NEW ORLEANS -- Drew Brees and the Saints' offense are delivering a bold message to the rest of the NFL: New Orleans may be the best team this side of the Rockies.
Hitting on all cylinders, Brees threw for 413 yards and four touchdowns passes, two to tight end Jimmy Graham, in a 38-17 rout of the Miami Dolphins on Monday night at the Mercedes-Benz Superdome.
The lopsided victory gave the Saints (4-0) a 2 1/2-game lead in the NFC South.
"We still haven't played our best football," Brees said after completing 30 of 39 passes while targeting nine receivers, including scat back Darren Sproles, who caught seven passes for 114 yards. "It's a good thing to be 4-0 and say we still haven't played our best. We scored 38, and it should've been more. We're going to need those plays as we progress through the season."
Brees was his typically patient self early in the game. He didn't throw a pass in Graham's direction in the first 22 minutes because the Dolphins (3-1) decided to double-cover Graham whenever he split out like a wide receiver.
However, Graham scored on catches of 27 and 43 yards -- giving him six TD catches in four games -- and the rout was on.
Brees threw his first pass in Graham's direction midway through the second quarter. The tight end was double-covered by Jamar Taylor and Brent Grimes, but Brees simply lofted the ball into the left side of the end zone and had the 6-foot-6 Graham go up and grab it.
"Drew is one of the most accurate quarterbacks of all time," said Graham, who finished with four catches for 100 yards. "I told him after the play, 'Thanks for believing in me. I'll go up and get it for you.' It was probably a better throw than a catch."
Taylor said of Graham, "He made a great play. Both Brent and I were right there on the coverage, and we reacted when the ball was in the air. But it was angled such that he went up and made a great play."
Sproles carved up the Miami secondary with quick releases and had Miami's linebackers running in his shadow all night. Sproles was open because the Dolphins concentrated their coverage on Graham, and Brees took full advantage.
"We move him around so much and can do so many things with him," Brees said. "It's hard for a defense to get a key on exactly where he's going to be. The tempo at which we play forces defense to be, at times, a little on their heels while they are trying to check into a certain defense."
Miami coach Joe Philbin said Ryan Tannehill's two second-quarter turnovers -- a fumble forced by linebacker Curtis Lofton and an interception by cornerback Jabari Greer that set up the Saints at the Miami 23 -- were critical mistakes. Both turnovers led to touchdowns, turning a four-point game into a 21-10 halftime deficit.
"They were huge," Philbin said. "While we hadn't played great up to that point, we were right in the ballgame and hanging around with an opportunity. That is not a good formula."
What the Saints said:
"We have high expectations for ourselves. That's something we practice a lot. I'm very confident throwing those balls to him high and away. He's 6-6 and can jump out of the gym. Even if I have him covered, I feel like I can put the ball up and it's Jimmy or nobody." -- Quarterback Drew Brees, on tight end Jimmy Graham.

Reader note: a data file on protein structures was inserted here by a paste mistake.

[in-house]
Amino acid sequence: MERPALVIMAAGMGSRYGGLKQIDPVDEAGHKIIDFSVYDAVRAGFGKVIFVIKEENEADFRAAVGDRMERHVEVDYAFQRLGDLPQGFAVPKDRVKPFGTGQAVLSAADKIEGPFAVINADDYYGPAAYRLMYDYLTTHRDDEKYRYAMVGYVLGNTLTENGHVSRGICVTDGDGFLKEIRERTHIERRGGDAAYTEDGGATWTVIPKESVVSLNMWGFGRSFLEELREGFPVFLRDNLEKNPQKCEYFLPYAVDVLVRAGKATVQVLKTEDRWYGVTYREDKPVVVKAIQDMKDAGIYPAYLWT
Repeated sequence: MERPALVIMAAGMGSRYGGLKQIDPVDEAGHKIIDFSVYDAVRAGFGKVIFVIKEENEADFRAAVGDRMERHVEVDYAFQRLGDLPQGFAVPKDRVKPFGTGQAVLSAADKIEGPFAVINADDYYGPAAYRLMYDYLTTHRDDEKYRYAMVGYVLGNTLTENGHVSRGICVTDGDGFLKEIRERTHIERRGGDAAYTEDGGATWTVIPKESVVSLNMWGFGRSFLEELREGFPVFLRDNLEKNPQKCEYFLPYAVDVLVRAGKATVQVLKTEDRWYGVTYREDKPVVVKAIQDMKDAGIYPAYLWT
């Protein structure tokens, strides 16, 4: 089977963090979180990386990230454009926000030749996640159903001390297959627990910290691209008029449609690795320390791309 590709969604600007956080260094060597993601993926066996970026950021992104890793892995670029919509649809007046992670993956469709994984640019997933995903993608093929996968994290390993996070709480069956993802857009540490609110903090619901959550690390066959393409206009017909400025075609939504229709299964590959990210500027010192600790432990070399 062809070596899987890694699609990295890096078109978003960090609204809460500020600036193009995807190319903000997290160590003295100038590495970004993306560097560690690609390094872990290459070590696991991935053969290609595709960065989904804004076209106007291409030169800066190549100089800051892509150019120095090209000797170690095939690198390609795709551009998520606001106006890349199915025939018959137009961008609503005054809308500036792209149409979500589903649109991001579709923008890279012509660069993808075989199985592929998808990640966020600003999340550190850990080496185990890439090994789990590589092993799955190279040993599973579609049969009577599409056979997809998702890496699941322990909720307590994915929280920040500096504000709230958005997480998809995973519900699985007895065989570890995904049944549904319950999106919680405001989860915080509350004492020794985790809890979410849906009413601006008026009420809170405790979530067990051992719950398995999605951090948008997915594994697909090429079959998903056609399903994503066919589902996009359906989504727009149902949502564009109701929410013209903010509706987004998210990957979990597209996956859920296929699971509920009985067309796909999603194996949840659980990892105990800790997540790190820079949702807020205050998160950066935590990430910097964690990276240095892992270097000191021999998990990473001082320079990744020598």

What the Dolphins said:
"We tried a variety of different coverages. We tried zone. We tried man. We tried some pressure. (Drew Brees) played excellently. He had a very good command. He threw the ball accurately and he made good decisions. He's one of the best in the business." -- Coach Joe Philbin.
What we learned about the Saints:
1. Drew Brees is simply unstoppable when he has time to set his feet. He made big plays out of the pocket, but Brees seemed to be one step ahead of the defense all night by catching the Dolphins in some awful mismatches, using formation and motion. Brees' 48-yard pass to Darren Sproles on a wheel route on the second play of the game was so wide open there wasn't a defender within 5 yards of the scat back. The Dolphins struggled to line up properly all night, and when Brees finally went to Jimmy Graham, the result were two big touchdown strikes of 27 and 43 yards. With Brees, the ball comes out on time, every time. His 13-yard touchdown pass to Sproles at the end of the half was perfection -- an inch more to the right, and it could have been an interception. Instead, it was seven points.
2. Despite effectively throwing the ball all over the park, the Saints still struggle to get their running game on track. They rushed for just 10 yards on eight carries in the first half and finished with 68 yards on 24 attempts -- a 2.8-yard average -- as Sean Payton tried to get backup Khiry Robinson some meaningful snaps in the final two quarters. Running back Mark Ingram (toe) was inactive for the second consecutive game, but with the Saints, the short passing game is better than pounding the ball with the run.
What we learned about the Dolphins:
1. Despite the defeat, the Dolphins (3-1) must feel fairly good about their position, especially after beating the Indianapolis Colts on the road and the Atlanta Falcons at home in Weeks 2 and 3, respectively. Now they have a big home game Sunday against the Baltimore Ravens, but few expected them to be 3-1 at this point.
2. Ryan Tannehill is a big-time talent -- he has the strong arm and enough speed to keep the Dolphins' offense churning -- but he committed two huge second-quarter turnovers to tilt the game in the Saints' favor. The first came after his scramble up the middle when linebacker Curtis Lofton separated him from the ball. He has to be more careful with the ball. It was his sixth fumble in four games, and he lost three. The second turnover was an interception by cornerback Jabari Greer on a slant to Brian Hartline, setting up the Saints at the Miami 23, leading to a 21-10 halftime deficit. Tannehill finished with three interceptions. The Dolphins entered the game plus-two in takeaways but were minus-3 at New Orleans.